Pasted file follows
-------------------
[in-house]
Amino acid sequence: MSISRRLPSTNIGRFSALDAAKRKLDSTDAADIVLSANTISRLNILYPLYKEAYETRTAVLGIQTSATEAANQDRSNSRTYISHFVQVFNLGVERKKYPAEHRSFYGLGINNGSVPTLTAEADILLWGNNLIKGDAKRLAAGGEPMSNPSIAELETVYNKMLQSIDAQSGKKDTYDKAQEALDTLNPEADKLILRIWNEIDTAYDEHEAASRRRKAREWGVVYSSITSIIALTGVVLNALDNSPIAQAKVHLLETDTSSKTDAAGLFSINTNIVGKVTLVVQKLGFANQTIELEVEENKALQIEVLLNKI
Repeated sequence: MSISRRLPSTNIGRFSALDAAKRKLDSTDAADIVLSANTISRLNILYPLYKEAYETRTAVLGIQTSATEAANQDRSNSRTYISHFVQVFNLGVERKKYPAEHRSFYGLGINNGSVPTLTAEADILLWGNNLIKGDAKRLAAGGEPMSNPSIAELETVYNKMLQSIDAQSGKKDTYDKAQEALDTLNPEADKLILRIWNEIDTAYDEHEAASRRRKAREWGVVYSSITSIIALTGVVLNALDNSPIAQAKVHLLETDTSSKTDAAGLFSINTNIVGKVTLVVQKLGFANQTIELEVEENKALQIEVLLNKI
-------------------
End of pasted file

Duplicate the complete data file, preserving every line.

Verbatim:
[in-house]
Amino acid sequence: MSISRRLPSTNIGRFSALDAAKRKLDSTDAADIVLSANTISRLNILYPLYKEAYETRTAVLGIQTSATEAANQDRSNSRTYISHFVQVFNLGVERKKYPAEHRSFYGLGINNGSVPTLTAEADILLWGNNLIKGDAKRLAAGGEPMSNPSIAELETVYNKMLQSIDAQSGKKDTYDKAQEALDTLNPEADKLILRIWNEIDTAYDEHEAASRRRKAREWGVVYSSITSIIALTGVVLNALDNSPIAQAKVHLLETDTSSKTDAAGLFSINTNIVGKVTLVVQKLGFANQTIELEVEENKALQIEVLLNKI
Repeated sequence: MSISRRLPSTNIGRFSALDAAKRKLDSTDAADIVLSANTISRLNILYPLYKEAYETRTAVLGIQTSATEAANQDRSNSRTYISHFVQVFNLGVERKKYPAEHRSFYGLGINNGSVPTLTAEADILLWGNNLIKGDAKRLAAGGEPMSNPSIAELETVYNKMLQSIDAQSGKKDTYDKAQEALDTLNPEADKLILRIWNEIDTAYDEHEAASRRRKAREWGVVYSSITSIIALTGVVLNALDNSPIAQAKVHLLETDTSSKTDAAGLFSINTNIVGKVTLVVQKLGFANQTIELEVEENKALQIEVLLNKI